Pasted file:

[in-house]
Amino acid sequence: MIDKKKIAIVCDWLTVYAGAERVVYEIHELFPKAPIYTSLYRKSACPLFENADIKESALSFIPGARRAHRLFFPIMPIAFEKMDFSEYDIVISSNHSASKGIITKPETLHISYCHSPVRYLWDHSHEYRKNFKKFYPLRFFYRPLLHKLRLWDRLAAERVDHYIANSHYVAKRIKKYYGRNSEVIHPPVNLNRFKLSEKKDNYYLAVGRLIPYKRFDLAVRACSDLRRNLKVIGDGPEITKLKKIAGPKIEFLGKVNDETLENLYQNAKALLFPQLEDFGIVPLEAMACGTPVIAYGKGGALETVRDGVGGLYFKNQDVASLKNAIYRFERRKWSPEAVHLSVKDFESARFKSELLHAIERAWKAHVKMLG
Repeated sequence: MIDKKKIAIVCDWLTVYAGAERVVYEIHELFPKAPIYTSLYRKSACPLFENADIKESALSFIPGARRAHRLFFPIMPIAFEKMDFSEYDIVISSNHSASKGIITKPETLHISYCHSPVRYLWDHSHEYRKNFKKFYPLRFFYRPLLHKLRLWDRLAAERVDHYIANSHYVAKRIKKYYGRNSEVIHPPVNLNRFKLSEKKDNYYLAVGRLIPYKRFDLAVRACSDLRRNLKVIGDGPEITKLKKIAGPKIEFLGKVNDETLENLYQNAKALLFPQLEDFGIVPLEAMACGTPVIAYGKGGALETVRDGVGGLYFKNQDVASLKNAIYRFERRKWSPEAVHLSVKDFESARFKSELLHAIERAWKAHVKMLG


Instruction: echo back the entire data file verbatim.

[in-house]
Amino acid sequence: MIDKKKIAIVCDWLTVYAGAERVVYEIHELFPKAPIYTSLYRKSACPLFENADIKESALSFIPGARRAHRLFFPIMPIAFEKMDFSEYDIVISSNHSASKGIITKPETLHISYCHSPVRYLWDHSHEYRKNFKKFYPLRFFYRPLLHKLRLWDRLAAERVDHYIANSHYVAKRIKKYYGRNSEVIHPPVNLNRFKLSEKKDNYYLAVGRLIPYKRFDLAVRACSDLRRNLKVIGDGPEITKLKKIAGPKIEFLGKVNDETLENLYQNAKALLFPQLEDFGIVPLEAMACGTPVIAYGKGGALETVRDGVGGLYFKNQDVASLKNAIYRFERRKWSPEAVHLSVKDFESARFKSELLHAIERAWKAHVKMLG
Repeated sequence: MIDKKKIAIVCDWLTVYAGAERVVYEIHELFPKAPIYTSLYRKSACPLFENADIKESALSFIPGARRAHRLFFPIMPIAFEKMDFSEYDIVISSNHSASKGIITKPETLHISYCHSPVRYLWDHSHEYRKNFKKFYPLRFFYRPLLHKLRLWDRLAAERVDHYIANSHYVAKRIKKYYGRNSEVIHPPVNLNRFKLSEKKDNYYLAVGRLIPYKRFDLAVRACSDLRRNLKVIGDGPEITKLKKIAGPKIEFLGKVNDETLENLYQNAKALLFPQLEDFGIVPLEAMACGTPVIAYGKGGALETVRDGVGGLYFKNQDVASLKNAIYRFERRKWSPEAVHLSVKDFESARFKSELLHAIERAWKAHVKMLG